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Related to work off: working over
1. To shed excess body fat through physical exercise. Usually used with terms "fat," "pounds," or "weight" along with mitigators like "some," "a bit," "a few," etc. I've made it my New Years resolution to work some weight off at the gym. He's started running in the evenings to work off a few pounds.
2. To help metabolize or expend the calories from some meal or piece of food with exercise or other physical activity. In this usage, a noun or pronoun can be used between "work" and "off." I know that was a pretty heavy breakfast, but we'll work it off on our hike later on. I feel like I need to go on a two-hour bike ride to work off that cake!
3. To expel or shed some negative emotion or mental state with exercise or other physical activity. In this usage, a noun or pronoun can be used between "work" and "off." I was so furious after the meaning that I had to go to the gym for two hours just to work it off! You should try swimming laps—I found that it really helped me work off my anxiety.
4. To free oneself from debt through paid work. In this usage, a noun or pronoun can be used between "work" and "off." I had to take a second job on the weekends to help work off my student loans. I forgot to bring my wallet with me to the restaurant, so I had to work the bill off washing dishes in their kitchen.
5. To use something as a template or point of guidance. Architects worked off the original 12th-century drawings to authentically recreate the Gothic cathedral. Hey, I'm just working off the instructions they gave me—it's not my fault if something is wrong!
Farlex Dictionary of Idioms. © 2015 Farlex, Inc, all rights reserved.
work something off
1. Lit. to get rid of anger, anxiety, or energy by doing physical activity. I was so mad! I went out and played basketball to work my anger off. He works off nervousness by knitting.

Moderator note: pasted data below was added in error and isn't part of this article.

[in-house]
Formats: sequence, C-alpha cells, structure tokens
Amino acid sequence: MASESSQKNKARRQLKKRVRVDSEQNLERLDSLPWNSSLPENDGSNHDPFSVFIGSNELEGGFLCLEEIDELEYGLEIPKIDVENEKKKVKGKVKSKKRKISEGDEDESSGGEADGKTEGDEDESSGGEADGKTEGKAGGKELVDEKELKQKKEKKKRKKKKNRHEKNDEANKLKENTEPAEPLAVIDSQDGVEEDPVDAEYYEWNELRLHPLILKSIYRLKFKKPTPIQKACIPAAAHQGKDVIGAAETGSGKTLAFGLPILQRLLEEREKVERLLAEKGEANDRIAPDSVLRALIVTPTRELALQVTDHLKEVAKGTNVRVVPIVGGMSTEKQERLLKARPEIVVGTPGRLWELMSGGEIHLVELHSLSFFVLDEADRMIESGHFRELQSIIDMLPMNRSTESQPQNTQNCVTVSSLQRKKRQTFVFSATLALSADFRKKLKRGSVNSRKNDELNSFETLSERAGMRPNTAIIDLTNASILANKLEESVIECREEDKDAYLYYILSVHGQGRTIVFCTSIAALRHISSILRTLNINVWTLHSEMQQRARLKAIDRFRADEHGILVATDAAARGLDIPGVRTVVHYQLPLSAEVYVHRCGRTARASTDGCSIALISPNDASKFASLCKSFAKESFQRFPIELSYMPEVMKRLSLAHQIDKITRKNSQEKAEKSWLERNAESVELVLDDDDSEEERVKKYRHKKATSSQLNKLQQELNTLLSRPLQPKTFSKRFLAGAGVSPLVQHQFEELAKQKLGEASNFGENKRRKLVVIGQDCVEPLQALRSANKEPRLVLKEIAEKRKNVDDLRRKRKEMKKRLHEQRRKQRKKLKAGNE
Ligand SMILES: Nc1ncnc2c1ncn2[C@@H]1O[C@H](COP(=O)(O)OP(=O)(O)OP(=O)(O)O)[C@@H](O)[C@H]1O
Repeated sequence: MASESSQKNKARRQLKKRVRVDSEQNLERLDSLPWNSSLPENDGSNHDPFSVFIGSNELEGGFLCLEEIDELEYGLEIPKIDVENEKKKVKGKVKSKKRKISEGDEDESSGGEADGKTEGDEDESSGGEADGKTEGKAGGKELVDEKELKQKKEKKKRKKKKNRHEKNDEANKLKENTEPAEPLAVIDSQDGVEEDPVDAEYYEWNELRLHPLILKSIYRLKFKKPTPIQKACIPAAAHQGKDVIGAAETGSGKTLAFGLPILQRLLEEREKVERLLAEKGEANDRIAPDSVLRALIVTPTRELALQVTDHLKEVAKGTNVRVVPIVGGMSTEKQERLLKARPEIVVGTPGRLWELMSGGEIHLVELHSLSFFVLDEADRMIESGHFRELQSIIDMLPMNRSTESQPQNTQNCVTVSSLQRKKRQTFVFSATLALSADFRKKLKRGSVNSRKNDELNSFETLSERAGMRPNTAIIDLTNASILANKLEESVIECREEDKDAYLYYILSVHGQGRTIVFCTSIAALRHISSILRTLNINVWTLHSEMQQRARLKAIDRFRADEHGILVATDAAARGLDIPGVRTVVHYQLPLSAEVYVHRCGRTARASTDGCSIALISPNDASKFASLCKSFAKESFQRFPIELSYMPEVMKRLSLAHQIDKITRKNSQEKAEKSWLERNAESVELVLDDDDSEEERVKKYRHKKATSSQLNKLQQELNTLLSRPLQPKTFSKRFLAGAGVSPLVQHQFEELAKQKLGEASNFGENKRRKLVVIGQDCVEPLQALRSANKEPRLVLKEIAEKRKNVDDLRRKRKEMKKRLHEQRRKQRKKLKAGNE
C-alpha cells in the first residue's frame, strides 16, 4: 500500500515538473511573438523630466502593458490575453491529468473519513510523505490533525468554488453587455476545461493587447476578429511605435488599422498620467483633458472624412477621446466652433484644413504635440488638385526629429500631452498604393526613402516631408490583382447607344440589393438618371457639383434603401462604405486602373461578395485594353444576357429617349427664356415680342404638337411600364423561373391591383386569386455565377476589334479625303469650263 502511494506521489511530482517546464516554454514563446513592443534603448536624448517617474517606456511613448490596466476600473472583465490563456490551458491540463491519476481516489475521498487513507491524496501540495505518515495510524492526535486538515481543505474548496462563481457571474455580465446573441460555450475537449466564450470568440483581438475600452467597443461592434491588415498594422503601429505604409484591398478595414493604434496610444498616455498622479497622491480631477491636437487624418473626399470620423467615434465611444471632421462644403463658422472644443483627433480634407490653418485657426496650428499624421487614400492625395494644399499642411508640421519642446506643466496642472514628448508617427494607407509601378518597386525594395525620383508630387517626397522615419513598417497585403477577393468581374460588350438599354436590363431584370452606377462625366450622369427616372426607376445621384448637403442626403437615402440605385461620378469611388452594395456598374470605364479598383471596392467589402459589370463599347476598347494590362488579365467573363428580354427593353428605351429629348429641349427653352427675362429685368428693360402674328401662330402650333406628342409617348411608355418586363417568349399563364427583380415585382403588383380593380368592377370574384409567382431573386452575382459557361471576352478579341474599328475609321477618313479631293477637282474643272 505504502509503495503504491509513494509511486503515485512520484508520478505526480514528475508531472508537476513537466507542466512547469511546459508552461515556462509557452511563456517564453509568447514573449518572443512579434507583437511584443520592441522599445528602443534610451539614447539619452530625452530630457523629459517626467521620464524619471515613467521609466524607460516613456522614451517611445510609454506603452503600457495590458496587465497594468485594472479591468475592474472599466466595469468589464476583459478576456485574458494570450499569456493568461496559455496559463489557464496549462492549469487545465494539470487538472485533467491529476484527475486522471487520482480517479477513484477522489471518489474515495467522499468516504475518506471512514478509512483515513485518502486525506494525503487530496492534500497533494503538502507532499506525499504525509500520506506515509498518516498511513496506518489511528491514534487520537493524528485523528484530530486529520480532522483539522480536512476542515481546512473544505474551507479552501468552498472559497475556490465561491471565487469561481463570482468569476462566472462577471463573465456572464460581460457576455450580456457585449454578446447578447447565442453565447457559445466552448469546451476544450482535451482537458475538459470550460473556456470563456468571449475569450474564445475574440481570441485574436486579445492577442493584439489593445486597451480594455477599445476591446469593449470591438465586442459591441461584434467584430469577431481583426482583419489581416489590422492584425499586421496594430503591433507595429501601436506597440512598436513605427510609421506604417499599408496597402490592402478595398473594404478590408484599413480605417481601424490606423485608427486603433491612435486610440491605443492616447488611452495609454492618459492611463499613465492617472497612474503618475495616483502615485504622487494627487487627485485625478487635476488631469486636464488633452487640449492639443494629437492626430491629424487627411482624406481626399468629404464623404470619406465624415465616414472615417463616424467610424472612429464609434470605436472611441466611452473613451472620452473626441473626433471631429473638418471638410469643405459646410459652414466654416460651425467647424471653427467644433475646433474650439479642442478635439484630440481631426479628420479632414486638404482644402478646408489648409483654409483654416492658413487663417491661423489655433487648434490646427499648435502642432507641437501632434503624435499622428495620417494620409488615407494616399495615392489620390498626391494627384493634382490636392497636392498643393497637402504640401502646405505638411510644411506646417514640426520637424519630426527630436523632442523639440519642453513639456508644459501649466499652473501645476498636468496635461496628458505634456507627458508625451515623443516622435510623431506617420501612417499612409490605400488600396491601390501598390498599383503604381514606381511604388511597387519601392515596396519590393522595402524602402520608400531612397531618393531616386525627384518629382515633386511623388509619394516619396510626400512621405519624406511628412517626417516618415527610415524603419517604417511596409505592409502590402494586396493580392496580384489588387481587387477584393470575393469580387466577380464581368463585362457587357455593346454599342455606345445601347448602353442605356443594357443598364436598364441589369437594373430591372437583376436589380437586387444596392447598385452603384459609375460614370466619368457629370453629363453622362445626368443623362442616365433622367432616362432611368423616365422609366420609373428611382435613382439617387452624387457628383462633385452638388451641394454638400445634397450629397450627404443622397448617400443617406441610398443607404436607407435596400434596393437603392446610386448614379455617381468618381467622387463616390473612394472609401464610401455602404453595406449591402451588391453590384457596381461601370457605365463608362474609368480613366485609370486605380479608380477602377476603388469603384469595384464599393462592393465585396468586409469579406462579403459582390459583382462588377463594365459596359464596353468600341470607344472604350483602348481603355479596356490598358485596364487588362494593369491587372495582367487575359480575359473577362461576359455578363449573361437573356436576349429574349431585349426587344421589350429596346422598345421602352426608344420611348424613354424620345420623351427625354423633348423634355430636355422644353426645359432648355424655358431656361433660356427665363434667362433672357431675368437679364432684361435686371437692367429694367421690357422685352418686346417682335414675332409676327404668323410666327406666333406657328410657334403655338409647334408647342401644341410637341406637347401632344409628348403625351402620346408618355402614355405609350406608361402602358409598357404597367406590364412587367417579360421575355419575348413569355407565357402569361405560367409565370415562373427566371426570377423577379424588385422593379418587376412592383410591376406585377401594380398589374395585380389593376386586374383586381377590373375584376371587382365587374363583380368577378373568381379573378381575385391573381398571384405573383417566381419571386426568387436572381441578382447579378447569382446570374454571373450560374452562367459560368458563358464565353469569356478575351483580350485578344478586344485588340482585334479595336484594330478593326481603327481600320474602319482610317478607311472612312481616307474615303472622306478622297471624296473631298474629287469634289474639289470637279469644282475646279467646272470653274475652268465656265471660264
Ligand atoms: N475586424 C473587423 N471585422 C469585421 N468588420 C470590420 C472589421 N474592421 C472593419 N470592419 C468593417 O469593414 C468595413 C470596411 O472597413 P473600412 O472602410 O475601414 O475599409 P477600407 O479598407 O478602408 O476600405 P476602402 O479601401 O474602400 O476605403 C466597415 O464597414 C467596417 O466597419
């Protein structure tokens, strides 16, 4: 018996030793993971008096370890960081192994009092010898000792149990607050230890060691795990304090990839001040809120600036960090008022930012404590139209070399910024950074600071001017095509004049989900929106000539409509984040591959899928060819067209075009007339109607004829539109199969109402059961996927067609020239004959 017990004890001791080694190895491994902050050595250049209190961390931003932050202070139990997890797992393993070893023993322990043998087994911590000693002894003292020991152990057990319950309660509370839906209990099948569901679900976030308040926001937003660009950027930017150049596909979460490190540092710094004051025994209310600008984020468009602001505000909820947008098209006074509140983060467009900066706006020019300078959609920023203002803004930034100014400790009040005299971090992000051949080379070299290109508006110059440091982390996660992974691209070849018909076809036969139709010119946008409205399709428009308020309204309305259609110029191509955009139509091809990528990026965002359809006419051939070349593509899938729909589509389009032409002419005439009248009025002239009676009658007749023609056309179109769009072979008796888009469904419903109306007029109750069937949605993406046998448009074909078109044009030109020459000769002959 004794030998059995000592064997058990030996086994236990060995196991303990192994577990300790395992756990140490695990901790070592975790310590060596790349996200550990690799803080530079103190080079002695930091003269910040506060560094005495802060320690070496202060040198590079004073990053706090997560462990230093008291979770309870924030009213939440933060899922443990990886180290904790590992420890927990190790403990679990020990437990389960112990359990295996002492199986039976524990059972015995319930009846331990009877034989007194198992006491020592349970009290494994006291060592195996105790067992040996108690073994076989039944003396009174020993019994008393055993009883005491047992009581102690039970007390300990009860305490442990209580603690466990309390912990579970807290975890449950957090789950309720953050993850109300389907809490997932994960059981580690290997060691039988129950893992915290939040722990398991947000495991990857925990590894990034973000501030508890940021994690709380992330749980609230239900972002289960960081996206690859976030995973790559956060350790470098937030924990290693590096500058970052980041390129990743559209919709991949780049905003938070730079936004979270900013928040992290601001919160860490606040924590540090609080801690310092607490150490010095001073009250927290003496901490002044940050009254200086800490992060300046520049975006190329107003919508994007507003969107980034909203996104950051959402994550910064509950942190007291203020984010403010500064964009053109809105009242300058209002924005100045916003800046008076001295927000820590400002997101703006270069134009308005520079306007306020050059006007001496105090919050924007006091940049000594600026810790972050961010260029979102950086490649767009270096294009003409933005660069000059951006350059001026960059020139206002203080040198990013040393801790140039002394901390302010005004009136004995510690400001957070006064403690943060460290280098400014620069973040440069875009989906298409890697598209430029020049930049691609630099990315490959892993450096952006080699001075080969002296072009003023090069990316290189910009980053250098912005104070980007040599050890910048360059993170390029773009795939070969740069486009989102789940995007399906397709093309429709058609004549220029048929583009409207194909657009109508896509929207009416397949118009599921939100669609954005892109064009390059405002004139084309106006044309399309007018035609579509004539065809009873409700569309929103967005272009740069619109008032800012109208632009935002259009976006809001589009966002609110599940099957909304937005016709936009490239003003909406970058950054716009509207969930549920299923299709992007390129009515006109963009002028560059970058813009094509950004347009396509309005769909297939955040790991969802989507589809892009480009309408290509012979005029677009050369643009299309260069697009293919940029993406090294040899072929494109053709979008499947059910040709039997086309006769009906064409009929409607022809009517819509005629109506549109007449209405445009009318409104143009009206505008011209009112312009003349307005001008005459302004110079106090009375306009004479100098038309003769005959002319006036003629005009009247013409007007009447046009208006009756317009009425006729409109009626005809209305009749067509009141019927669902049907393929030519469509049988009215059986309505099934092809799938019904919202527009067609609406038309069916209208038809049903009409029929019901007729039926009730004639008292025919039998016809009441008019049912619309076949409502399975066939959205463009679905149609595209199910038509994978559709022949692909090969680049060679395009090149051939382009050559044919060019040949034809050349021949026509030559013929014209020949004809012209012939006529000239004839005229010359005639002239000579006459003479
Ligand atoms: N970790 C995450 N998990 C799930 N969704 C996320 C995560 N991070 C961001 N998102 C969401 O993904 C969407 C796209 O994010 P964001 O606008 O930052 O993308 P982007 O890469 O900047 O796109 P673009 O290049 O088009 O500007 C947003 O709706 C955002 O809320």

2. . Fig. to pay off a debt through work rather than by money. I had no money so I had to work the bill off by washing dishes. I have to work off my debt.
work some fat offand work some weight off to
get rid of body fat by doing strenuous work. I was able to work a lot of weight off by jogging. I need to work off some fat.
McGraw-Hill Dictionary of American Idioms and Phrasal Verbs. © 2002 by The McGraw-Hill Companies, Inc.
Get rid of by work or effort, as in They worked off that big dinner by running on the beach, or It'll take him months to work off that debt. [Second half of 1600s]
The American Heritage® Dictionary of Idioms by Christine Ammer. Copyright © 2003, 1997 by The Christine Ammer 1992 Trust. Published by Houghton Mifflin Harcourt Publishing Company. All rights reserved.
1. To get rid of something through effort or work: I started to run two miles a day in order to work off some weight. I owed them a large debt, but I worked it off by painting their house.
2. To use something or someone as a foundation or source of energy to perform work: This laptop works off batteries. I worked off my strengths as a writer to convince the newspaper to hire me.
The American Heritage® Dictionary of Phrasal Verbs. Copyright © 2005 by Houghton Mifflin Harcourt Publishing Company. Published by Houghton Mifflin Harcourt Publishing Company. All rights reserved.